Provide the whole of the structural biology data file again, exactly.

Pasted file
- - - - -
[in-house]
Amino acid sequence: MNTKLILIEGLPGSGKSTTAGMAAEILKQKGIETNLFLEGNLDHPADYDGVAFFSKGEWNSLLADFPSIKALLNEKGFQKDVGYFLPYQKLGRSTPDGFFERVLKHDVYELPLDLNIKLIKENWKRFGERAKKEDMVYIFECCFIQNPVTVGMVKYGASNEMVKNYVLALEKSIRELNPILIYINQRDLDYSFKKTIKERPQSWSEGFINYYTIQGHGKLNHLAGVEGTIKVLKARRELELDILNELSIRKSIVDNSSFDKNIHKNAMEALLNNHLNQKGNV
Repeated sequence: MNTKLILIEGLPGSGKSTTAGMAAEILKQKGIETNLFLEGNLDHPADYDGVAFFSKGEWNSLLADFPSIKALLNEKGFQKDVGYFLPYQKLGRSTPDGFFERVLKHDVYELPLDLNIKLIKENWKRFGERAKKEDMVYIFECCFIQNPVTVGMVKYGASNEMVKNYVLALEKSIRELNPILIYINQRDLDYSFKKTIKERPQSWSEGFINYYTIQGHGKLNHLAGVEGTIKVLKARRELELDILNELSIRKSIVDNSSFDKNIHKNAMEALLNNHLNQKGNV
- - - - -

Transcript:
[in-house]
Amino acid sequence: MNTKLILIEGLPGSGKSTTAGMAAEILKQKGIETNLFLEGNLDHPADYDGVAFFSKGEWNSLLADFPSIKALLNEKGFQKDVGYFLPYQKLGRSTPDGFFERVLKHDVYELPLDLNIKLIKENWKRFGERAKKEDMVYIFECCFIQNPVTVGMVKYGASNEMVKNYVLALEKSIRELNPILIYINQRDLDYSFKKTIKERPQSWSEGFINYYTIQGHGKLNHLAGVEGTIKVLKARRELELDILNELSIRKSIVDNSSFDKNIHKNAMEALLNNHLNQKGNV
Repeated sequence: MNTKLILIEGLPGSGKSTTAGMAAEILKQKGIETNLFLEGNLDHPADYDGVAFFSKGEWNSLLADFPSIKALLNEKGFQKDVGYFLPYQKLGRSTPDGFFERVLKHDVYELPLDLNIKLIKENWKRFGERAKKEDMVYIFECCFIQNPVTVGMVKYGASNEMVKNYVLALEKSIRELNPILIYINQRDLDYSFKKTIKERPQSWSEGFINYYTIQGHGKLNHLAGVEGTIKVLKARRELELDILNELSIRKSIVDNSSFDKNIHKNAMEALLNNHLNQKGNV